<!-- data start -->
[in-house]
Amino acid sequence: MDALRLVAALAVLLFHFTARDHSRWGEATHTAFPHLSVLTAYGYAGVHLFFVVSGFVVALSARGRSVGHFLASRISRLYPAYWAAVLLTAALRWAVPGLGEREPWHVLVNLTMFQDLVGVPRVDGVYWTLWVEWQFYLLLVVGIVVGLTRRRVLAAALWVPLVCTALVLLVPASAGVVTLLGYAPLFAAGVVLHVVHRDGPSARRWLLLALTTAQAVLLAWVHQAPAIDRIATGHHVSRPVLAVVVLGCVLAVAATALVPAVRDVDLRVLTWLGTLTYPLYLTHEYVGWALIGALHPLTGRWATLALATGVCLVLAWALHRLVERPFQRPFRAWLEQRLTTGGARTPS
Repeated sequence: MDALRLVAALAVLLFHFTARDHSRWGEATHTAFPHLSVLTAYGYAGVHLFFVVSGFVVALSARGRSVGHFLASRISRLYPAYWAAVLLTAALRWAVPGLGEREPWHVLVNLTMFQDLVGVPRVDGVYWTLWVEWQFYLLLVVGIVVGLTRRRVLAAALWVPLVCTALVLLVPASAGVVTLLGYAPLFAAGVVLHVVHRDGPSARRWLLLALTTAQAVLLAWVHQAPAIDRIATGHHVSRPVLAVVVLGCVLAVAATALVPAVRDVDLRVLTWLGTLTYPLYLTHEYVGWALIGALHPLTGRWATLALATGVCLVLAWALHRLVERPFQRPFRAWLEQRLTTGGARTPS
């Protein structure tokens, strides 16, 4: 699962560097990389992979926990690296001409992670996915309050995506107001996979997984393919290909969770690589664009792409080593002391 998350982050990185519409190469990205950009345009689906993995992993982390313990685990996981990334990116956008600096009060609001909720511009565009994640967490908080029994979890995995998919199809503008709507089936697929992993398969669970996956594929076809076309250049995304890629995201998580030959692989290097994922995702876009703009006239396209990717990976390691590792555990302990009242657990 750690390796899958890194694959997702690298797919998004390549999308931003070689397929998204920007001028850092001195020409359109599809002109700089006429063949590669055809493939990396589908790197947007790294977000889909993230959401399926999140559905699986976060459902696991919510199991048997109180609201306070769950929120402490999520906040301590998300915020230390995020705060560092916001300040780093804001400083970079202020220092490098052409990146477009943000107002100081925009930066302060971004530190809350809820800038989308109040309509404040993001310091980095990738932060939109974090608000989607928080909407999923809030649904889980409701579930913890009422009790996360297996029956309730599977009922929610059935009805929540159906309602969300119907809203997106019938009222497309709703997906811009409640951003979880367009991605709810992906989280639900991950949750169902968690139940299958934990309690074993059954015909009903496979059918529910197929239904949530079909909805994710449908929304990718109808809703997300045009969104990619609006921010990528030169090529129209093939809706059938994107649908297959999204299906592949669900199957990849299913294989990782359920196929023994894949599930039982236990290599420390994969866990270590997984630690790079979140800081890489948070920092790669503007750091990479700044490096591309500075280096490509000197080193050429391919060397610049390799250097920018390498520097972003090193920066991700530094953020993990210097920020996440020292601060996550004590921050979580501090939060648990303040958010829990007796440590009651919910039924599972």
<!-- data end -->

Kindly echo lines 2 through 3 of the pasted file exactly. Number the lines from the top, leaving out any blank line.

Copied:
Amino acid sequence: MDALRLVAALAVLLFHFTARDHSRWGEATHTAFPHLSVLTAYGYAGVHLFFVVSGFVVALSARGRSVGHFLASRISRLYPAYWAAVLLTAALRWAVPGLGEREPWHVLVNLTMFQDLVGVPRVDGVYWTLWVEWQFYLLLVVGIVVGLTRRRVLAAALWVPLVCTALVLLVPASAGVVTLLGYAPLFAAGVVLHVVHRDGPSARRWLLLALTTAQAVLLAWVHQAPAIDRIATGHHVSRPVLAVVVLGCVLAVAATALVPAVRDVDLRVLTWLGTLTYPLYLTHEYVGWALIGALHPLTGRWATLALATGVCLVLAWALHRLVERPFQRPFRAWLEQRLTTGGARTPS
Repeated sequence: MDALRLVAALAVLLFHFTARDHSRWGEATHTAFPHLSVLTAYGYAGVHLFFVVSGFVVALSARGRSVGHFLASRISRLYPAYWAAVLLTAALRWAVPGLGEREPWHVLVNLTMFQDLVGVPRVDGVYWTLWVEWQFYLLLVVGIVVGLTRRRVLAAALWVPLVCTALVLLVPASAGVVTLLGYAPLFAAGVVLHVVHRDGPSARRWLLLALTTAQAVLLAWVHQAPAIDRIATGHHVSRPVLAVVVLGCVLAVAATALVPAVRDVDLRVLTWLGTLTYPLYLTHEYVGWALIGALHPLTGRWATLALATGVCLVLAWALHRLVERPFQRPFRAWLEQRLTTGGARTPS